It seems that asbestos can be toxic not only to people, but also to companies as well. Anco sold, distributed, repaired, and installed insulation materials containing toxic asbestos that can cause mesothelioma and cancer from 1972 until the early 1980’s. The company based in Louisiana conducted business in Louisiana, Mississippi and Texas during that time. As a result, it has faced upwards of 2700 lawsuits across the three states.
In 1987 Anco took out a general liability insurance policy with the National Union. This policy failed to include an exclusion of asbestos coverage. Beginning in April 2009 Anco forwarded all pending asbestos related lawsuits to National Union. When National Union failed to pay claims made by Anco, Anco launched suit against the insurer claiming that National Union should be held liable for the defense costs incurred by Anco. However, the court granted summary judgment to many of the claims made by Anco. This meant the trial court found for National Union and dismissed many of Anco’s allegations.
Anco appealed the partial summary judgment found by the trial court. In particular, Anco attempted to appeal the dismissal of the duty of National Union to pay legal costs. Anco cited three main reasons for their appeal. “(1)a genuine dispute of material fact exists as to the date that Anco first tendered claims under the Policy; (2) even if Anco’s tender of the claims was untimely, the district court erred in not excusing Anco’s tardiness; and, (3) the court erred in concluding that Anco’s failure to tender claims timely under the terms of the Policy relieved National Union of its defense obligations because National Union did not claim that it was prejudiced by Anco’s late tender.”
Let’s break down each of these arguments and understand why the appeals court remained unconvinced by Anco’s claims. The first claim is essentially, key facts are still in dispute and therefore they must be looked by a trier of fact in rather then dismissed by a judge. However, the facts that Anco claims were in dispute were unsupported or corroborated. Vague testimony from an Anco executive is not evidence to overwhelm the large amount of hard proof that was possessed by the insurer. For this reason, the court did not recognize Anco’s first claim as holding water.
The second and third claim the court answers with simple logic. The claims basically state even if Anco had failed to submit the claims in a timely manner it should not matter and National Union should still be required to pay. Anco attempted to use a general rule on insurance submissions in Louisiana established by the court previously. “the requirement of timely notice is not an express condition precedent [to insurance coverage], the insurer must demonstrate that it was sufficiently prejudiced by the insured’s late notice.” See Oliver v. Scott, 276 F.3d 736, 744 (5th Cir. 2002) and Peavey Co. v. M/V ANPA, 971 F.2d 1168, 1173 (5th Cir. 1992). In other words, you generally can not deny a claim simply because it was submitted late. However, this rule has a notable exception which Anco falls into. When notice is expressly a part of the contract, Louisiana law chooses to enforce the contract. Because the contract between the two had the amount of time in which claims were to be submitted it was the responsibility of Anco to abide by its contract. This lead the court to ounce again reject Anco’s claim.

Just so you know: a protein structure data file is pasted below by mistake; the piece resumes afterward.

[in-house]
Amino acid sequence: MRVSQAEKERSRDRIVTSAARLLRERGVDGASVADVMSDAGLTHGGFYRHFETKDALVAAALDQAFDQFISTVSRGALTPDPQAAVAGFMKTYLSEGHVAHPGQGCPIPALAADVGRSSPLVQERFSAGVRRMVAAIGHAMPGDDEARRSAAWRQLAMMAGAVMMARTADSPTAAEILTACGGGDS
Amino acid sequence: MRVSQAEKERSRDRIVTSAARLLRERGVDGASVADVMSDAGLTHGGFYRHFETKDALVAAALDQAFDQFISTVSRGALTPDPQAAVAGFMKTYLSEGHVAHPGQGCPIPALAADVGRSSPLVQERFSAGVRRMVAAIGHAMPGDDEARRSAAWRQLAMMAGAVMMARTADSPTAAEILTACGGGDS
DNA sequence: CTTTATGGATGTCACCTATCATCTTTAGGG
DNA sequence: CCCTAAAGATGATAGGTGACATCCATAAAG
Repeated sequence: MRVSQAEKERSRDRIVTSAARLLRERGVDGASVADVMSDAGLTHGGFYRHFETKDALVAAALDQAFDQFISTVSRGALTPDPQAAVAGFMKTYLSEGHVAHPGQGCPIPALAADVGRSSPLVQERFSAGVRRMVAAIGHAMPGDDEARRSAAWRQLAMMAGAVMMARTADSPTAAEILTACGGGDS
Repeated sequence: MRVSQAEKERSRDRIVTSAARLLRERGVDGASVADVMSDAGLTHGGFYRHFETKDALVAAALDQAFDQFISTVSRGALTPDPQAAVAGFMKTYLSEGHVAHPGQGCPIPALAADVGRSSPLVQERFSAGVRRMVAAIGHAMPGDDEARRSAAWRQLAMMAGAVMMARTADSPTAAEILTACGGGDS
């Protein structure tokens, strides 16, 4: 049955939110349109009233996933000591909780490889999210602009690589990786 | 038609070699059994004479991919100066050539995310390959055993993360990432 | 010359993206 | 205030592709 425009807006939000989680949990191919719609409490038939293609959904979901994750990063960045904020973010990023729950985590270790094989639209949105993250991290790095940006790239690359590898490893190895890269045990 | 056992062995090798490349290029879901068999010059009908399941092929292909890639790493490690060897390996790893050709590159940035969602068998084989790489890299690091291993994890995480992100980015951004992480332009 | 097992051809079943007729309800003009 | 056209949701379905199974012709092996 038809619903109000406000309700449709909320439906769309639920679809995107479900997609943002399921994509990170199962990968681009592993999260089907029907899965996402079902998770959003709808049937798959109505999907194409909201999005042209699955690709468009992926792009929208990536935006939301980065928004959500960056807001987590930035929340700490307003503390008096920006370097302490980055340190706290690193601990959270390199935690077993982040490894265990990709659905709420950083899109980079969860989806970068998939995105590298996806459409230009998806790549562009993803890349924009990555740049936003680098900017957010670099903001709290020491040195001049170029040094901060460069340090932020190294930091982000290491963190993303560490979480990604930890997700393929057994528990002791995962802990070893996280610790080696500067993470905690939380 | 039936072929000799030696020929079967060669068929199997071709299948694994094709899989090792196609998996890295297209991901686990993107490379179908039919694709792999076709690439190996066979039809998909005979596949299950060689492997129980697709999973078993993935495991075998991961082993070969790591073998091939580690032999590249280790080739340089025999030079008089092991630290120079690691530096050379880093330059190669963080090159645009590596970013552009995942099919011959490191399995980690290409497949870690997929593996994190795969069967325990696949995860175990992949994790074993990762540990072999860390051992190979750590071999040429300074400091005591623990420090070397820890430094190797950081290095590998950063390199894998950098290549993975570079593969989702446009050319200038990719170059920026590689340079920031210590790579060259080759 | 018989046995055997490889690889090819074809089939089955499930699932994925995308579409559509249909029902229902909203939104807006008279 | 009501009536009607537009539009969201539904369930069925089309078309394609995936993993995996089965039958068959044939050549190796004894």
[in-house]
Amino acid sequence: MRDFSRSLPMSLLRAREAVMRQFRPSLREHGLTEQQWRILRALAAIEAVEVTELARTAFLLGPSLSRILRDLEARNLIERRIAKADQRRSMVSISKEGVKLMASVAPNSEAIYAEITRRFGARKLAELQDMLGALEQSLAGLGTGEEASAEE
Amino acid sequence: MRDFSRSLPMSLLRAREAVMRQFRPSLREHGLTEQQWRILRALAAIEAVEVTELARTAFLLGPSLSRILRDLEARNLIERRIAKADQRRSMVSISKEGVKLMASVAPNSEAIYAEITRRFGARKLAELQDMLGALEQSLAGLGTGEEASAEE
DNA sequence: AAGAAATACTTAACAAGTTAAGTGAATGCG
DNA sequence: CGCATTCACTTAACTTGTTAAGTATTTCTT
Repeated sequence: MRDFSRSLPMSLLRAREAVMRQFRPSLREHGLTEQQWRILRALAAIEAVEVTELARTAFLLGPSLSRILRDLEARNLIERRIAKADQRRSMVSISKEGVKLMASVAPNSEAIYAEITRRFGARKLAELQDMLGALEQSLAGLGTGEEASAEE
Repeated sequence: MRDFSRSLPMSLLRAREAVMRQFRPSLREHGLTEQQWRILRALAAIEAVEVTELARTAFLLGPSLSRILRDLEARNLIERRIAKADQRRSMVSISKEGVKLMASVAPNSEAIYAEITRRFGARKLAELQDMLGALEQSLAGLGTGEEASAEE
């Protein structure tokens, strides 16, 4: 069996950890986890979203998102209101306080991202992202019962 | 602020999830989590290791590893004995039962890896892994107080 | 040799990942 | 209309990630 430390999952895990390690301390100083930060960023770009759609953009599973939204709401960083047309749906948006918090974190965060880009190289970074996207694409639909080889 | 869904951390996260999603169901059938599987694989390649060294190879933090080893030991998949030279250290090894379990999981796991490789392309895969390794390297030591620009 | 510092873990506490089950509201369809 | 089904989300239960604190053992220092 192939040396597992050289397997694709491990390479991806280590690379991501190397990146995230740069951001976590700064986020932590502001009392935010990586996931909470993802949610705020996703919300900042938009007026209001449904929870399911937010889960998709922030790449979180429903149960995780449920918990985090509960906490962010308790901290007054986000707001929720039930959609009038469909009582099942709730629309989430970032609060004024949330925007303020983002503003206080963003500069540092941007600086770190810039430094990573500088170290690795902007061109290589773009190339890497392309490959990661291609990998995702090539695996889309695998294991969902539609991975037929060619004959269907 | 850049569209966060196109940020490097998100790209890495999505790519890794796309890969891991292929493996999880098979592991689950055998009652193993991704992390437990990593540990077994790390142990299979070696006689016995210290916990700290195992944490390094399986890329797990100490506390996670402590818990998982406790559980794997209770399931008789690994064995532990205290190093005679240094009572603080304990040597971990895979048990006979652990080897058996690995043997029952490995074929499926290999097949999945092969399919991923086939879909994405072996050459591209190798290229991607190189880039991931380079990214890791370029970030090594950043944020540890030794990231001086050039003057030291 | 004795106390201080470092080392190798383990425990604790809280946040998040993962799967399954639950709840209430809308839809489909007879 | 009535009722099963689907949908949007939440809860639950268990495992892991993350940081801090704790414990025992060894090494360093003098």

This case teaches the importance of understanding your insurance contract. Not all insurance contracts are the same, and simply because a there is a general rule does not mean it is enforced in every policy. If you are making an insurance claim it is best to seek legal advice in order to understand what your rights, benefits, and responsibilities are. If you wait to long to submit claims, or fail to understand your agreement with the insurer you could be loosing out on a possible fortune. Don’t let misunderstanding prove your most toxic asset.
Additional Sources: ANCO INSULATIONS, INCORPORATED, a Louisiana Corporation, Versus ROYAL INDEMNITY COMPANY, a Delaware Corporation; ZURICH AMERICAN INSURANCE COMPANY; AMERICAN GUARANTEE; LIABILITY INSURANCE COMPANY
Written by Berniard Law Firm Blog Writer: Jacob Weil
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